The model for the 2000 Hannover expo is very similar to what I believe the Italians are doing for EXPO 2015. In both cases the EXPO's international pavilion site is connected to a large, existing exhibition grounds via a bridge. The international pavilion area is rather small. The Germans have done perhaps the best of any EXPO when it comes to reuse of the structures. I hope that the Italians follow this model.

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The French Pavilion is now a BMW dealership. The Chech Pavilion is a design agency that specializes in personal care marketing.

The French pavilion was quite boxy from the outside, so I expected that (and the smaller UK next door) to be able to survive. The Czech pavilion was nice wasn't it? A box but with struts framing it

There was also an audio production company in one of the buildings. The Netherlands Pavilion and Spanish Pavilion both seem to have seen better days. The spookiest was Vietnam. They basically shut the doors and left all of the displays inside. You can look through the windows and see the tattered, dust covered banners and other cultural artifacts.

I'm finding it hard to remember Vietnam. I think it was close to Cambodia (which inspired me to visit there later), and Laos. Did it serve food?

wf

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I couldn't remember a standalone Vietnam pavilion either so I checked the Expo 2000 Guidebook. Vietnam was in Hall 26. Perhaps you are thinking of the Bhutan or Nepal pavilion, both which had standalone structures in the west section?

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I'll have to go back through my footage. I was fairly certain that it was in the East Section.

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The mystery deepens...I pulled some frame grabs from the footage that I shot at the EXPO site in 2008. I can't find a wide shot of the entire pavilion, but I am certain that this pavilion is between France and the Chech pavilion in the East section. Outside the front door you can just make out the word Vietnam on a sign. Inside the front door is a bicycle cab with the word Singapore on it. This leads me to believe that, for some reason, artifacts from a few Asian pavilions were moved here after the close of the EXPO.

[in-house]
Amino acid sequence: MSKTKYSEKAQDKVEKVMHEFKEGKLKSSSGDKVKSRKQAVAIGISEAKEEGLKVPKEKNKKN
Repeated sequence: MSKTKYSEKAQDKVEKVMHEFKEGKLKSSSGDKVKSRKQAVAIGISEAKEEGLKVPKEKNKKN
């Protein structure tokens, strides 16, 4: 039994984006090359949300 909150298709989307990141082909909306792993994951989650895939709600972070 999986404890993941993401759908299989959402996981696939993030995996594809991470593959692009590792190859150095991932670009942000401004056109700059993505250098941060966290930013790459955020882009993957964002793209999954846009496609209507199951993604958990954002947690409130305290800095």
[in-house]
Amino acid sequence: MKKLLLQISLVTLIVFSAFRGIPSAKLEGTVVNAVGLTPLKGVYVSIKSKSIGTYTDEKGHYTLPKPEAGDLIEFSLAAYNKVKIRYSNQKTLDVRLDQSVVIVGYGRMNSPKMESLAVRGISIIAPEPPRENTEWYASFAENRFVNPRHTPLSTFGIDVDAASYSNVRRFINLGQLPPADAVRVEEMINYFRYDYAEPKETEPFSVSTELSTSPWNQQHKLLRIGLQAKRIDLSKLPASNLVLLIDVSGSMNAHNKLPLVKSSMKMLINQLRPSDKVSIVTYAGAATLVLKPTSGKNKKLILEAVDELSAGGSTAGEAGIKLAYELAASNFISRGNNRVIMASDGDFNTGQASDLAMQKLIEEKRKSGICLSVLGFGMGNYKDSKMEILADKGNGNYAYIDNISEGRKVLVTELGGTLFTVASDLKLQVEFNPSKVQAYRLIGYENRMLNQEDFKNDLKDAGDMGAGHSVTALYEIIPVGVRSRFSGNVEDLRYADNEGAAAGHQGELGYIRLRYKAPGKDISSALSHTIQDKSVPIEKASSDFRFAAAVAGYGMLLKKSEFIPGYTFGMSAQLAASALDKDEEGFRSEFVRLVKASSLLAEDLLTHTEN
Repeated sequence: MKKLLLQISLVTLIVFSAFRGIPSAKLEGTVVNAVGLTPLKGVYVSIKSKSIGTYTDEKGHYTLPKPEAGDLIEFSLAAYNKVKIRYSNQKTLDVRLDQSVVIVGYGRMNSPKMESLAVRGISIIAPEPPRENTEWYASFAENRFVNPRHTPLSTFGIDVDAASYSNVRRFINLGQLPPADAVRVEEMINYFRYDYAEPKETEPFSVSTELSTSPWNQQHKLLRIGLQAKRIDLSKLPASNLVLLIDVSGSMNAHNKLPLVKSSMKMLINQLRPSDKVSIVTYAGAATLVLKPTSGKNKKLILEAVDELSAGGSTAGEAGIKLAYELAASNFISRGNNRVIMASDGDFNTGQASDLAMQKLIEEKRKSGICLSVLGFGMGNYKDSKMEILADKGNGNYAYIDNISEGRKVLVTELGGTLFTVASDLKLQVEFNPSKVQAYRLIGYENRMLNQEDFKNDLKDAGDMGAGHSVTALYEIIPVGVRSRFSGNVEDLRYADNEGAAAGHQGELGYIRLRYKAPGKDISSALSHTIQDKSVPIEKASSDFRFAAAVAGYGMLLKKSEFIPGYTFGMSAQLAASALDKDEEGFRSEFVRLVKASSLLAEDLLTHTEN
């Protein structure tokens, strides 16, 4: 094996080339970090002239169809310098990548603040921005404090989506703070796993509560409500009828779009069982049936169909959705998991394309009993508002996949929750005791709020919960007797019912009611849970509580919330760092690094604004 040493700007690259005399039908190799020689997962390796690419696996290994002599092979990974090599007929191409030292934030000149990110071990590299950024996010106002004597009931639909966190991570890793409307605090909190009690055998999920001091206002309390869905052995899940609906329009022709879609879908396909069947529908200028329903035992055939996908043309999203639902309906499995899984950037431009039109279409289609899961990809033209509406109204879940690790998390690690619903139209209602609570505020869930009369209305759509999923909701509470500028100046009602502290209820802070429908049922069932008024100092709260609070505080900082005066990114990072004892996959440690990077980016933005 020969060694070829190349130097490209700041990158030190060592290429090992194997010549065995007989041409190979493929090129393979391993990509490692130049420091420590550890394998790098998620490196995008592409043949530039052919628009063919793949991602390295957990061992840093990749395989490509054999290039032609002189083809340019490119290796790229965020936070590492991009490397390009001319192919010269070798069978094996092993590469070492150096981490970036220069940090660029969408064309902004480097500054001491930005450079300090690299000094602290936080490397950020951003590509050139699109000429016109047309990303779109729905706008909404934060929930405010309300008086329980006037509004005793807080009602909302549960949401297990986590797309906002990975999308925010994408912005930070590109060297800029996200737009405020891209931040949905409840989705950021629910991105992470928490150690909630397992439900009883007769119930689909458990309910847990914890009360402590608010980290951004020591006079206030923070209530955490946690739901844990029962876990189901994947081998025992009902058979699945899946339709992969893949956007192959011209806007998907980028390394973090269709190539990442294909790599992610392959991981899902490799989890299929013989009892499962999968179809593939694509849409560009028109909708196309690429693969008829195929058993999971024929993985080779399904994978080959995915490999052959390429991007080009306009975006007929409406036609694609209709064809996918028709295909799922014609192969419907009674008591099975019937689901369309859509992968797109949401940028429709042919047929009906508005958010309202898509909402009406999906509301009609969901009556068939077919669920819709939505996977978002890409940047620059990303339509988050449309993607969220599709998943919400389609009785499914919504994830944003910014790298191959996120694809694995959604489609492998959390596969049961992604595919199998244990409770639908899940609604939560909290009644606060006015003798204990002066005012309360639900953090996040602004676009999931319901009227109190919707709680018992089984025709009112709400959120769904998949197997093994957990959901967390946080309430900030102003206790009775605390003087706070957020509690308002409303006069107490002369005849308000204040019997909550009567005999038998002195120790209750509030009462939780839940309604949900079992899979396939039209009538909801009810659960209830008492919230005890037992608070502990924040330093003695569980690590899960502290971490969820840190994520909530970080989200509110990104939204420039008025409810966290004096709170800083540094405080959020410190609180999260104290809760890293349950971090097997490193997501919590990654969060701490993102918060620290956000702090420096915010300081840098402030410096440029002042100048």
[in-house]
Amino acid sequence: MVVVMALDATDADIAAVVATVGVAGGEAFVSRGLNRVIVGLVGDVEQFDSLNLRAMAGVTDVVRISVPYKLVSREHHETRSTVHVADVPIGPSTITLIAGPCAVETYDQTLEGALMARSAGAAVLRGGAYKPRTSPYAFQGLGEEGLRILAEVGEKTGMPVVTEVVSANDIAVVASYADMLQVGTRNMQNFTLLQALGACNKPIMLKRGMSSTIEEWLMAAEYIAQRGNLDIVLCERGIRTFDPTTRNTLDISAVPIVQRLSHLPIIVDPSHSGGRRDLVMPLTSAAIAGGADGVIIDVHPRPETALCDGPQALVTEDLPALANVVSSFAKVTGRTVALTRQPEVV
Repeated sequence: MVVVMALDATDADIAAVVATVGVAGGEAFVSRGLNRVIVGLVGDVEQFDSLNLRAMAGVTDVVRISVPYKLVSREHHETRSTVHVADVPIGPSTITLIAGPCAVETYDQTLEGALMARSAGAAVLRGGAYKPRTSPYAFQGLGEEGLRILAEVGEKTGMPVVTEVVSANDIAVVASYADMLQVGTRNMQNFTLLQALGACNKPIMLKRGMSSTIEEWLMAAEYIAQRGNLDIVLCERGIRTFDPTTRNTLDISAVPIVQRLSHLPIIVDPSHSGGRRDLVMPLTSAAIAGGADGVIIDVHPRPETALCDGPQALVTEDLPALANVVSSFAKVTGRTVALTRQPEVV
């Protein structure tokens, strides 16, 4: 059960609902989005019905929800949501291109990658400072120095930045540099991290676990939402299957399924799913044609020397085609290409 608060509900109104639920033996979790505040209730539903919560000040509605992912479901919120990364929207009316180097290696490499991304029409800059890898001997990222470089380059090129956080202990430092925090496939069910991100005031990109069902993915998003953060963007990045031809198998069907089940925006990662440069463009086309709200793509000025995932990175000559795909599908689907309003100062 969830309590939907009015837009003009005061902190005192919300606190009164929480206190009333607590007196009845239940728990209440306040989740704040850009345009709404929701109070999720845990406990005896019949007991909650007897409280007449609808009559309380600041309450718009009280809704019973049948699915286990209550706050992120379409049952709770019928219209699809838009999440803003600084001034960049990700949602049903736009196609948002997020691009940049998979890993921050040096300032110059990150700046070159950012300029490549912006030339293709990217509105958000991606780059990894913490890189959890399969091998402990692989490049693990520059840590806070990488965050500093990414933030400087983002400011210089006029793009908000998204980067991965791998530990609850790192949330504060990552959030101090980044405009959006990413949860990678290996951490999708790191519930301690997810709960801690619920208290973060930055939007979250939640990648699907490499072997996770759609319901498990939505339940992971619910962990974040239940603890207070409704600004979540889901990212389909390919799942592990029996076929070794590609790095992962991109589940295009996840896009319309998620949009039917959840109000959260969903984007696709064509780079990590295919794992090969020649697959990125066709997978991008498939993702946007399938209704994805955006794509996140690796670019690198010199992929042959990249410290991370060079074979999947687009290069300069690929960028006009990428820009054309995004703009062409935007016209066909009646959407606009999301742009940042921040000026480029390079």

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I went back through my still photographs and found these wide shots of the pavilion in question. This is the Poland Pavilion. I have no idea why it is now, or at least was in 2008, full of exhibit materials from Asian nations.

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Reading the sign on the side of the building it looks like someone may have tried to turn this pavilion into a conference or dining center with an Asian theme. It looks like that didn't work out.

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I believe that the mystery building is on the site of the Norwegian Pavilion at Expo 2000, which was suppose to have been moved back to Norway and turned in to a hotel. The building had a waterfall on the facade. If it is the same building, it has bee significantly altered. You can see it on the site in 2008 if you look at the fairgrounds on Google Maps. Can anyone confirm if it is indeed the Norwegian Pavilion?